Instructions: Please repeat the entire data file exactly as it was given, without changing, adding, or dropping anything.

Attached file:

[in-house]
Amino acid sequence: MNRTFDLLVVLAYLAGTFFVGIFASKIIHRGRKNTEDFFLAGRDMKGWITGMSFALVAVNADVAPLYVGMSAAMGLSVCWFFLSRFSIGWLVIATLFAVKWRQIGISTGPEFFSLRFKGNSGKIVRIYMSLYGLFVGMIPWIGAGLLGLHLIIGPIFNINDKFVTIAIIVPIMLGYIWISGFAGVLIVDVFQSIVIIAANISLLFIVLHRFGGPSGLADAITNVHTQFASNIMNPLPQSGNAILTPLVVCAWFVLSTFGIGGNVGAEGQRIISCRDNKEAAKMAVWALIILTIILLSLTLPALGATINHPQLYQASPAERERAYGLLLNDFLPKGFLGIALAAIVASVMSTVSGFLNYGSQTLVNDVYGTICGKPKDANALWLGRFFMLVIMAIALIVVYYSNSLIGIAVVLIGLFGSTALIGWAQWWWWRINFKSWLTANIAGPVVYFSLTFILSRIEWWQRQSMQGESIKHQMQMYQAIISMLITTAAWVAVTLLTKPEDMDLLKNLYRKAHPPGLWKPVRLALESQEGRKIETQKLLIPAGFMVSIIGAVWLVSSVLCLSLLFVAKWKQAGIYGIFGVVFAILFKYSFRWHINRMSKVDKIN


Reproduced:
[in-house]
Amino acid sequence: MNRTFDLLVVLAYLAGTFFVGIFASKIIHRGRKNTEDFFLAGRDMKGWITGMSFALVAVNADVAPLYVGMSAAMGLSVCWFFLSRFSIGWLVIATLFAVKWRQIGISTGPEFFSLRFKGNSGKIVRIYMSLYGLFVGMIPWIGAGLLGLHLIIGPIFNINDKFVTIAIIVPIMLGYIWISGFAGVLIVDVFQSIVIIAANISLLFIVLHRFGGPSGLADAITNVHTQFASNIMNPLPQSGNAILTPLVVCAWFVLSTFGIGGNVGAEGQRIISCRDNKEAAKMAVWALIILTIILLSLTLPALGATINHPQLYQASPAERERAYGLLLNDFLPKGFLGIALAAIVASVMSTVSGFLNYGSQTLVNDVYGTICGKPKDANALWLGRFFMLVIMAIALIVVYYSNSLIGIAVVLIGLFGSTALIGWAQWWWWRINFKSWLTANIAGPVVYFSLTFILSRIEWWQRQSMQGESIKHQMQMYQAIISMLITTAAWVAVTLLTKPEDMDLLKNLYRKAHPPGLWKPVRLALESQEGRKIETQKLLIPAGFMVSIIGAVWLVSSVLCLSLLFVAKWKQAGIYGIFGVVFAILFKYSFRWHINRMSKVDKIN